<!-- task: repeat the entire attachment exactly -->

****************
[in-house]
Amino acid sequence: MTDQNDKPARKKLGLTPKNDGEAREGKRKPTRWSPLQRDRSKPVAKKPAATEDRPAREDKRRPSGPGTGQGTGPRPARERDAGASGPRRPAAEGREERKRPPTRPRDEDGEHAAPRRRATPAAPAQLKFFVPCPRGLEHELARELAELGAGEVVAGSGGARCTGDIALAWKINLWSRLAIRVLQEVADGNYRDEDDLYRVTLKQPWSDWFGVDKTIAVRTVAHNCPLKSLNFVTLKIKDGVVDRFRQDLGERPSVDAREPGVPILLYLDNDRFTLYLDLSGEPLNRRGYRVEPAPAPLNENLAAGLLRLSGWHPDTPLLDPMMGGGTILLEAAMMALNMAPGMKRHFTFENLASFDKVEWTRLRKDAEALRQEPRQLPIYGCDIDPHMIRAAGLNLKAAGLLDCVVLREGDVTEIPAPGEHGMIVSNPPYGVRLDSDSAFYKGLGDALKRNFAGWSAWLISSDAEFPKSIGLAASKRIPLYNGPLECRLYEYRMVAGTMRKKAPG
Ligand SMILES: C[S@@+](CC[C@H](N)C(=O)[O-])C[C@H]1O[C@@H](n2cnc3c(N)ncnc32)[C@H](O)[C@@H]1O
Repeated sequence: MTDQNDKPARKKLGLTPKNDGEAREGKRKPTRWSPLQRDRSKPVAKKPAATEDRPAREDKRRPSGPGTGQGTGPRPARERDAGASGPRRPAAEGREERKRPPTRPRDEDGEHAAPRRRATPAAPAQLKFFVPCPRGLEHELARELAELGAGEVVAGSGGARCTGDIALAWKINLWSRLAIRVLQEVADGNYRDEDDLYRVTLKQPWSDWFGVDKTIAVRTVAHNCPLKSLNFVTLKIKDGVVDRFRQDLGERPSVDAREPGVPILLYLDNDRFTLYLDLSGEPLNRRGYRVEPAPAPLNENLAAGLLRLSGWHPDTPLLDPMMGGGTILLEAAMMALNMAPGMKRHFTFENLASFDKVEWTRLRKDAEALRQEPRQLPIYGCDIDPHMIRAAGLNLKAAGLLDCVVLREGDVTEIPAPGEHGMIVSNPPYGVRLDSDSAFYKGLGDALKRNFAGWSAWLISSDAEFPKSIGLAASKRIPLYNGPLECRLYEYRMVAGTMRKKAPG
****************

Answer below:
[in-house]
Amino acid sequence: MTDQNDKPARKKLGLTPKNDGEAREGKRKPTRWSPLQRDRSKPVAKKPAATEDRPAREDKRRPSGPGTGQGTGPRPARERDAGASGPRRPAAEGREERKRPPTRPRDEDGEHAAPRRRATPAAPAQLKFFVPCPRGLEHELARELAELGAGEVVAGSGGARCTGDIALAWKINLWSRLAIRVLQEVADGNYRDEDDLYRVTLKQPWSDWFGVDKTIAVRTVAHNCPLKSLNFVTLKIKDGVVDRFRQDLGERPSVDAREPGVPILLYLDNDRFTLYLDLSGEPLNRRGYRVEPAPAPLNENLAAGLLRLSGWHPDTPLLDPMMGGGTILLEAAMMALNMAPGMKRHFTFENLASFDKVEWTRLRKDAEALRQEPRQLPIYGCDIDPHMIRAAGLNLKAAGLLDCVVLREGDVTEIPAPGEHGMIVSNPPYGVRLDSDSAFYKGLGDALKRNFAGWSAWLISSDAEFPKSIGLAASKRIPLYNGPLECRLYEYRMVAGTMRKKAPG
Ligand SMILES: C[S@@+](CC[C@H](N)C(=O)[O-])C[C@H]1O[C@@H](n2cnc3c(N)ncnc32)[C@H](O)[C@@H]1O
Repeated sequence: MTDQNDKPARKKLGLTPKNDGEAREGKRKPTRWSPLQRDRSKPVAKKPAATEDRPAREDKRRPSGPGTGQGTGPRPARERDAGASGPRRPAAEGREERKRPPTRPRDEDGEHAAPRRRATPAAPAQLKFFVPCPRGLEHELARELAELGAGEVVAGSGGARCTGDIALAWKINLWSRLAIRVLQEVADGNYRDEDDLYRVTLKQPWSDWFGVDKTIAVRTVAHNCPLKSLNFVTLKIKDGVVDRFRQDLGERPSVDAREPGVPILLYLDNDRFTLYLDLSGEPLNRRGYRVEPAPAPLNENLAAGLLRLSGWHPDTPLLDPMMGGGTILLEAAMMALNMAPGMKRHFTFENLASFDKVEWTRLRKDAEALRQEPRQLPIYGCDIDPHMIRAAGLNLKAAGLLDCVVLREGDVTEIPAPGEHGMIVSNPPYGVRLDSDSAFYKGLGDALKRNFAGWSAWLISSDAEFPKSIGLAASKRIPLYNGPLECRLYEYRMVAGTMRKKAPG